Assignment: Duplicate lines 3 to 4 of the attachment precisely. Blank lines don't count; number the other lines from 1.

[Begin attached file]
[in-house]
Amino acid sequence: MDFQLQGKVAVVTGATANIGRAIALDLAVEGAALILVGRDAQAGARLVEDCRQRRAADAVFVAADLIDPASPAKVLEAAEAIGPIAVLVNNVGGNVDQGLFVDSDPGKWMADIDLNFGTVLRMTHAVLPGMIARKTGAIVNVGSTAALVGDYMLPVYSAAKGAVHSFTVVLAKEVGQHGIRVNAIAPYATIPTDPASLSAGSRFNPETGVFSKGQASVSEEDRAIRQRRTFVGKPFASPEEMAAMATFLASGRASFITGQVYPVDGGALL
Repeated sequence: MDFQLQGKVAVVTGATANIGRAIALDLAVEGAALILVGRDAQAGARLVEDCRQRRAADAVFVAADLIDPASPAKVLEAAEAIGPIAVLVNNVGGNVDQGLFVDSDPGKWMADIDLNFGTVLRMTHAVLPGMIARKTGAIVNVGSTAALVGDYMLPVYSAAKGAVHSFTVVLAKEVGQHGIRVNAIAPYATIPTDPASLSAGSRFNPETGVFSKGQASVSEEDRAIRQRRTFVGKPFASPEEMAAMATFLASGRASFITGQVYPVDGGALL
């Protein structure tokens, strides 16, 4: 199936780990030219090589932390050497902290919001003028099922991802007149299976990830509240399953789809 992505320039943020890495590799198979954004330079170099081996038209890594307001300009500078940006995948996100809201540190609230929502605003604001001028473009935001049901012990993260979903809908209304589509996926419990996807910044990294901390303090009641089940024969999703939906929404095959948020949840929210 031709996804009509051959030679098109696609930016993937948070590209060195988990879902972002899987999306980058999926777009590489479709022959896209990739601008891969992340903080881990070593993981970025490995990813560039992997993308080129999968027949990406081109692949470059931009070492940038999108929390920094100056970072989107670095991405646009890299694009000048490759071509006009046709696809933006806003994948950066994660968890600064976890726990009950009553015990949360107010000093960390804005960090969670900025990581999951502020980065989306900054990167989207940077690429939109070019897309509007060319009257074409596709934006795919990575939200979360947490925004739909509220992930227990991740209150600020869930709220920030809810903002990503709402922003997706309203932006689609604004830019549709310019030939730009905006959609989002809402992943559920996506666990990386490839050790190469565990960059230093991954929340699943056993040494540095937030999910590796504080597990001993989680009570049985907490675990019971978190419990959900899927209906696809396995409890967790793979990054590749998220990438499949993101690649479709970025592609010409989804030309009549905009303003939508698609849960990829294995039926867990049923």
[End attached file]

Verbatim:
Repeated sequence: MDFQLQGKVAVVTGATANIGRAIALDLAVEGAALILVGRDAQAGARLVEDCRQRRAADAVFVAADLIDPASPAKVLEAAEAIGPIAVLVNNVGGNVDQGLFVDSDPGKWMADIDLNFGTVLRMTHAVLPGMIARKTGAIVNVGSTAALVGDYMLPVYSAAKGAVHSFTVVLAKEVGQHGIRVNAIAPYATIPTDPASLSAGSRFNPETGVFSKGQASVSEEDRAIRQRRTFVGKPFASPEEMAAMATFLASGRASFITGQVYPVDGGALL
């Protein structure tokens, strides 16, 4: 199936780990030219090589932390050497902290919001003028099922991802007149299976990830509240399953789809 992505320039943020890495590799198979954004330079170099081996038209890594307001300009500078940006995948996100809201540190609230929502605003604001001028473009935001049901012990993260979903809908209304589509996926419990996807910044990294901390303090009641089940024969999703939906929404095959948020949840929210 031709996804009509051959030679098109696609930016993937948070590209060195988990879902972002899987999306980058999926777009590489479709022959896209990739601008891969992340903080881990070593993981970025490995990813560039992997993308080129999968027949990406081109692949470059931009070492940038999108929390920094100056970072989107670095991405646009890299694009000048490759071509006009046709696809933006806003994948950066994660968890600064976890726990009950009553015990949360107010000093960390804005960090969670900025990581999951502020980065989306900054990167989207940077690429939109070019897309509007060319009257074409596709934006795919990575939200979360947490925004739909509220992930227990991740209150600020869930709220920030809810903002990503709402922003997706309203932006689609604004830019549709310019030939730009905006959609989002809402992943559920996506666990990386490839050790190469565990960059230093991954929340699943056993040494540095937030999910590796504080597990001993989680009570049985907490675990019971978190419990959900899927209906696809396995409890967790793979990054590749998220990438499949993101690649479709970025592609010409989804030309009549905009303003939508698609849960990829294995039926867990049923």